By J. Taylor Rushing - 08/06/10 01:07 AM EDT
The Senate unanimously approved the nomination of retired Gen. James Clapper as Director of National Intelligence late Thursday just before adjourning for a five-week recess.
Clapper’s nomination was approved by unanimous consent, which avoided a roll call vote on the floor, and was somewhat anti-climactic. Most senators had already left town hours before, after the 3:30 p.m. vote that confirmed Supreme Court nominee Elena Kagan.
The nominations included Gen. James Mattis, who was recommended by Defense Secretary Robert Gates to take over from Gen. David Petraeus as commander of U.S. Central Command. Petraeus has replaced Gen. Stanley McChrystal as commander of U.S. forces in Afghanistan.
Nominations have been a sore spot between Democrats and Republicans during the 111th Congress, with Democrats accusing the GOP of unnecessary obstruction. Majority Leader Harry ReidHarry ReidPelosi blasts GOP leaders for silence on Trump Latinos build a wall between Trump and White House in new ad The true (and incredible) story of Hill staffers on the industry payroll MORE (D-Nev.) and Minority Leader Mitch McConnellMitch McConnellRubio: GOP Congress could go in different direction than Trump Pelosi blasts GOP leaders for silence on Trump Reid: Groping accusations show Trump’s ‘sickness’ MORE (R-Ky.) chatted amicably after the nominations’ approval Thursday night, however, with Reid patting McConnell’s arm as the two parted on the Senate floor.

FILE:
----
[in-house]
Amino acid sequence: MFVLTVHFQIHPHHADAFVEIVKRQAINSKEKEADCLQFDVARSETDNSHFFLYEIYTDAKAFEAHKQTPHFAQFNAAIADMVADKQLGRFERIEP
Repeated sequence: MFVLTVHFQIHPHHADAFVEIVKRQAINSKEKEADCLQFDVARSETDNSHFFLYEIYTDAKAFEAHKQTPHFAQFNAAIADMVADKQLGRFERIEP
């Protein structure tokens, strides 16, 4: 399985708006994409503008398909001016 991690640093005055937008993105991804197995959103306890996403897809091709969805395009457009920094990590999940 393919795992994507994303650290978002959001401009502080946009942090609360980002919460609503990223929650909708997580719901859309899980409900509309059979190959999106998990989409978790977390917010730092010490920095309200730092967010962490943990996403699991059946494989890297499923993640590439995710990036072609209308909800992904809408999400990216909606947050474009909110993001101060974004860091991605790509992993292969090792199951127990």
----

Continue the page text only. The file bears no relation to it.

The Senate does not return until Monday, Sept. 13.
Sen. John McCainJohn McCainIs Georgia turning blue? High anxiety for GOP Trump: 'Very disappointed' GOP senator dropped support MORE (R-Ariz.) had placed a hold on Clapper’s nomination early in the week, but released it on Wednesday. McCain had wanted a classified report about the technology programs being used by the U.S. intelligence community, and released the hold after he received it.
McCain’s spokeswoman, Brooke Buchanan, said the report "confirms Senator McCain’s longstanding concerns about the poor oversight and cost overruns in intelligence technology programs.”
Other Republicans also threatened to block Clapper’s nomination because they were demanding an administration report on the U.S. prison at Guantanamo Bay, Cuba.